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Following 9-Year-Old's Death, National Baseball Congress Suspends Batboys

On Monday, the National Baseball congress suspended its batboy and batgirl program after a young boy died the previous evening.

K. Carlile, 9, was the batboy for the Liberal Bee Jays. Carlile died on Sunday night after he was accidentally struck in the head with a bat during a warm-up swing. The accident occurred in Wichita, Kans., during the NBC World Series game on Saturday.

The league mandates that batboys and girls wear helmets, and Carlile was wearing one at the time of the incident, however, the helmet failed to prevent the boy from suffering a fatal injury.

One of the team batters accidentally struck Carlile’s helmet as the boy was retrieving a bat.

The program was suspended for the rest of the tournament because the situation happened this weekend, Jason Ybarra told USA TODAY Sports.

Traumatic Brain Injuries (TBIs)

We can safely assume that Carlile likely suffered from a traumatic brain injury (TBI) when he was struck in the head with the baseball bat. A TBI occurs when an external force such as a violent blow to the head or sudden jolt of the body causes brain dysfunction.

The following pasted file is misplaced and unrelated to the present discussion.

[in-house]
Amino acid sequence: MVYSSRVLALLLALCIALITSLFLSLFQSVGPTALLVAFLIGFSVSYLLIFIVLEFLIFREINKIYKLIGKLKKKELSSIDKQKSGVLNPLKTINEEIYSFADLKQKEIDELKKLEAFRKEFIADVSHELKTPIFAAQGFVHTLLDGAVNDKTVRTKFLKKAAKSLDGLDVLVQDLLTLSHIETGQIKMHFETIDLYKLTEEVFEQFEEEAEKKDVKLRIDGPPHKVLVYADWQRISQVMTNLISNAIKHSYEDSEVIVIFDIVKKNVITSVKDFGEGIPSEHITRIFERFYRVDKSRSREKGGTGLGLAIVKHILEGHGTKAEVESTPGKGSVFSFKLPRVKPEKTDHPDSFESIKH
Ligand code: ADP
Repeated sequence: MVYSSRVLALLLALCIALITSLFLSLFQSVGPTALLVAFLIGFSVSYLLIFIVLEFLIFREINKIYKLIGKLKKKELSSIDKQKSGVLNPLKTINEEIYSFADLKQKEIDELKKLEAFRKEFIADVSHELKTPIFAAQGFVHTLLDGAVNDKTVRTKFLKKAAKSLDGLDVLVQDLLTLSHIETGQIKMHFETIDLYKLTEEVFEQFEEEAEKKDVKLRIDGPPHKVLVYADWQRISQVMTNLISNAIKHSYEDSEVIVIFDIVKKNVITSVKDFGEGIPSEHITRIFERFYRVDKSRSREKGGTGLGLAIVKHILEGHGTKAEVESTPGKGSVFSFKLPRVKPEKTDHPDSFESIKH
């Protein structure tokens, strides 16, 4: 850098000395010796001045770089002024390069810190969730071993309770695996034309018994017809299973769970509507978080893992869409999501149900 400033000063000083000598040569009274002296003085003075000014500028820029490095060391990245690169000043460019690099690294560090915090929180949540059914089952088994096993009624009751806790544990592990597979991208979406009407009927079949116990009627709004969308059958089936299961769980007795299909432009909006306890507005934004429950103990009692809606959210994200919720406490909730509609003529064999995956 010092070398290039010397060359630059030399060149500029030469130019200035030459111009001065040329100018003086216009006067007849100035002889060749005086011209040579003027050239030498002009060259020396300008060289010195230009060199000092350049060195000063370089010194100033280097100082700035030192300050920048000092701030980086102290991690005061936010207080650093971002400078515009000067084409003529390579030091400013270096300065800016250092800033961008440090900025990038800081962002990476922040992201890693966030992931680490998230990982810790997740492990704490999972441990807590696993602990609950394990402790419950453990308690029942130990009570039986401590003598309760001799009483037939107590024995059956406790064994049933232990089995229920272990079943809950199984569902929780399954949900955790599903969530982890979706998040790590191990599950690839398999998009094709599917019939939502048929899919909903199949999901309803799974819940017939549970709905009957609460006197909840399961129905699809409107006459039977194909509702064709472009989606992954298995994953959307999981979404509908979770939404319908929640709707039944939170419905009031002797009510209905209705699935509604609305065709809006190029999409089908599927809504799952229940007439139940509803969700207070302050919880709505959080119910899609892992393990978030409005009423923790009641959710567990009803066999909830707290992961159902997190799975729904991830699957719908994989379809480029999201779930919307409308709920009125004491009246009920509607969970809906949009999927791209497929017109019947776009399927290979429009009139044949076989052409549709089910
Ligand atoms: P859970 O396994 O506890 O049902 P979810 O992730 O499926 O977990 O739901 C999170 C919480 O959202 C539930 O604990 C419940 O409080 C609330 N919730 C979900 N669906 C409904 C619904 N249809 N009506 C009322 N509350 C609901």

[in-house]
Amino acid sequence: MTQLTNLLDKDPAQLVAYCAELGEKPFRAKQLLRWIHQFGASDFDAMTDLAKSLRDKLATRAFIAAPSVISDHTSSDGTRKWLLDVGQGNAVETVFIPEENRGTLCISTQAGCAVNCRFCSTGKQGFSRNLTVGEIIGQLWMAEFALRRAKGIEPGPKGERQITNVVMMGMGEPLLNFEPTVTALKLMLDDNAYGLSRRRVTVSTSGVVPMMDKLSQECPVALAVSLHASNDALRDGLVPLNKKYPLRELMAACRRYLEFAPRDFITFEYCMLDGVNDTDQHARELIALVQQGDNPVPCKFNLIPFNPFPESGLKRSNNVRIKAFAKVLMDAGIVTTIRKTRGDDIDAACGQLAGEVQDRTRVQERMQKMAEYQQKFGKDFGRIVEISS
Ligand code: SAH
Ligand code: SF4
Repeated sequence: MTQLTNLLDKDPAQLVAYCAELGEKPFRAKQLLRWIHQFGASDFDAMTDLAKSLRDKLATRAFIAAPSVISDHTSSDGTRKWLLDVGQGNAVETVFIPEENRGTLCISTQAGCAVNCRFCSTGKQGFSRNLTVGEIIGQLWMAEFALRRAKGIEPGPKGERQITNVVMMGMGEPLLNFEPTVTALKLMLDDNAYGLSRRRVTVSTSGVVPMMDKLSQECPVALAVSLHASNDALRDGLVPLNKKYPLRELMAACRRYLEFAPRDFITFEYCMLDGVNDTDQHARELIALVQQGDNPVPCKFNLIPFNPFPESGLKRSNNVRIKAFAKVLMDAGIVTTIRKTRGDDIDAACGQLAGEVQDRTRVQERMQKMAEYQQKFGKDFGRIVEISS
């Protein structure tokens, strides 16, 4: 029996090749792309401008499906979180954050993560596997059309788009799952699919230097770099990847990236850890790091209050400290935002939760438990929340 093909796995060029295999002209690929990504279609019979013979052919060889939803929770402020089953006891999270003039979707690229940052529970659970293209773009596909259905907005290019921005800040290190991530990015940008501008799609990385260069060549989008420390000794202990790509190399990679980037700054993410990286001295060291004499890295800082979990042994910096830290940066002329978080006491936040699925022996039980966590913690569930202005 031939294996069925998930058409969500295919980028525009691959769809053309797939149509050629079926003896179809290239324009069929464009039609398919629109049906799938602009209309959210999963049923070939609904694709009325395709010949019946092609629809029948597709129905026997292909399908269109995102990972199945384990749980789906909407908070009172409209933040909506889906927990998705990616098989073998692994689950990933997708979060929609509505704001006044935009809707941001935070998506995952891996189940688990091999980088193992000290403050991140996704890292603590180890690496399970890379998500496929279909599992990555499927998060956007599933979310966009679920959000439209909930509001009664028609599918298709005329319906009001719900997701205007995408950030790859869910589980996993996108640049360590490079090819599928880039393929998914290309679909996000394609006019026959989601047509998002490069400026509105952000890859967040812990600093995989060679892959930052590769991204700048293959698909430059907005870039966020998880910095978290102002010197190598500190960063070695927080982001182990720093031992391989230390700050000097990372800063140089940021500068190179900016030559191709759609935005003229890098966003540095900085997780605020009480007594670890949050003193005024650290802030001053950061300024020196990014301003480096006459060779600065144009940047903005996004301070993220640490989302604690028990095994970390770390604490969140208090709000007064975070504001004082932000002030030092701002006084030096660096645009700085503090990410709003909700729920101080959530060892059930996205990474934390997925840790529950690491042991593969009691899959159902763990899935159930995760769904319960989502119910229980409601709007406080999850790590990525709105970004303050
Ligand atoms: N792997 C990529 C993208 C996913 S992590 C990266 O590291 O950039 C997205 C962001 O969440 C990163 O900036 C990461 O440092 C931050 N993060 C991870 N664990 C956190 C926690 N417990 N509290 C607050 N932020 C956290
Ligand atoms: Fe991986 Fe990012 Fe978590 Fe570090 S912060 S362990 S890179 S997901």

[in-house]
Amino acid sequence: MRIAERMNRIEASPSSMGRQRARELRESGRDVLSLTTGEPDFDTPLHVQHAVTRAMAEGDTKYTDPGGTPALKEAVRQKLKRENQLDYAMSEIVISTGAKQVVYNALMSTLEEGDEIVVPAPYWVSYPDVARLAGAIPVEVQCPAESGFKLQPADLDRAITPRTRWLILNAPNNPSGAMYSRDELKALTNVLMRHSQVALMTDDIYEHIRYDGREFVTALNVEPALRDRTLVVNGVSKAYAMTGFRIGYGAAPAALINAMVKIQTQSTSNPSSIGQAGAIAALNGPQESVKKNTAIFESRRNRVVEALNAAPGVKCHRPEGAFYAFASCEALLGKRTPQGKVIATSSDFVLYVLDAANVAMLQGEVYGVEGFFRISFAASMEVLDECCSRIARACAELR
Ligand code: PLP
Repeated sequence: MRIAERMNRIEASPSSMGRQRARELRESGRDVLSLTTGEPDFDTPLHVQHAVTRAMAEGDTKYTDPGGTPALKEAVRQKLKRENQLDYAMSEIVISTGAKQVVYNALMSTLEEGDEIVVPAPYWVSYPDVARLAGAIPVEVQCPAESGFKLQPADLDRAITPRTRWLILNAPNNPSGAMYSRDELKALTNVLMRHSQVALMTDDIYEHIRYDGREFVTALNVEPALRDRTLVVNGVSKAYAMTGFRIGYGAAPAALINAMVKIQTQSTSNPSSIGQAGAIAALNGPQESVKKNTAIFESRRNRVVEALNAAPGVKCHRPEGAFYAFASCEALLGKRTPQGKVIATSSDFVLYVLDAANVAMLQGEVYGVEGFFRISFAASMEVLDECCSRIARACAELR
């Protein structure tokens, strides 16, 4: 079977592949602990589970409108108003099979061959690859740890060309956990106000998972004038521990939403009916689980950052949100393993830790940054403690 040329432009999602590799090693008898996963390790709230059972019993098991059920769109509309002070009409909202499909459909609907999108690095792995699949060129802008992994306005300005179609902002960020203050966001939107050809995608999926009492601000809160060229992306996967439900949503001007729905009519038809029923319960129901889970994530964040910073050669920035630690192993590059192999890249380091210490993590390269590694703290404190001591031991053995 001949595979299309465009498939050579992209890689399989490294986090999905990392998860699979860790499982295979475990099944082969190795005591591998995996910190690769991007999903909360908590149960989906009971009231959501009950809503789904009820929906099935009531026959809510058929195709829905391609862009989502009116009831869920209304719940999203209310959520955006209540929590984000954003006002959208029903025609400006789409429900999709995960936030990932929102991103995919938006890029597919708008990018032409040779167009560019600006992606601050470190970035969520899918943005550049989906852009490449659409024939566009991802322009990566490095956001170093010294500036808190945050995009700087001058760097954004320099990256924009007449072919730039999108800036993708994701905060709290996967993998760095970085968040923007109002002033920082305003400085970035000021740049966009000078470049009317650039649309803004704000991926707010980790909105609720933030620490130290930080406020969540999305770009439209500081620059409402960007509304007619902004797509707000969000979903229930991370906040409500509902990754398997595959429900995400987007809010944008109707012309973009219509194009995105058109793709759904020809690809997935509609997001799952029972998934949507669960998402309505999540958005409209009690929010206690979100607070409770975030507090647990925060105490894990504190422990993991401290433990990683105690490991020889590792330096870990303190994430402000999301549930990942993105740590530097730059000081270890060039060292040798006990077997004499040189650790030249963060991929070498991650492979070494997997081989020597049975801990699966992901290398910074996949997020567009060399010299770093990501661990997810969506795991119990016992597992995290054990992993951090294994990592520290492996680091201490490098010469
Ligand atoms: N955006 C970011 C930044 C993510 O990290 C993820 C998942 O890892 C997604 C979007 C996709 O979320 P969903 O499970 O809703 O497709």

While a mild TBI can lead to temporary dysfunction of brain cells, a serious TBI, as in the case of the 9-year-old batboy, can lead to long-term complications and in worst cases, death. A serious head injury can lead to the following complications:

  • Coma
  • Depression
  • Agitation or combativeness
  • Convulsions or seizures
  • Slurred speech
  • Weakness or numbness in extremities
  • Inability to be roused from sleep

Traumatic brain injuries are frequently the result of car accidents, falls, sport injuries, and explosive blasts. If you or your child has suffered a traumatic brain injury due to the negligence of another, you are urged to contact The Zendeh Del Law Firm to discuss your case.

You may be entitled to compensation without being aware of it. Please contact our Plano personal injury attorneys to become informed of your legal rights and whether you are entitled to damages for your losses.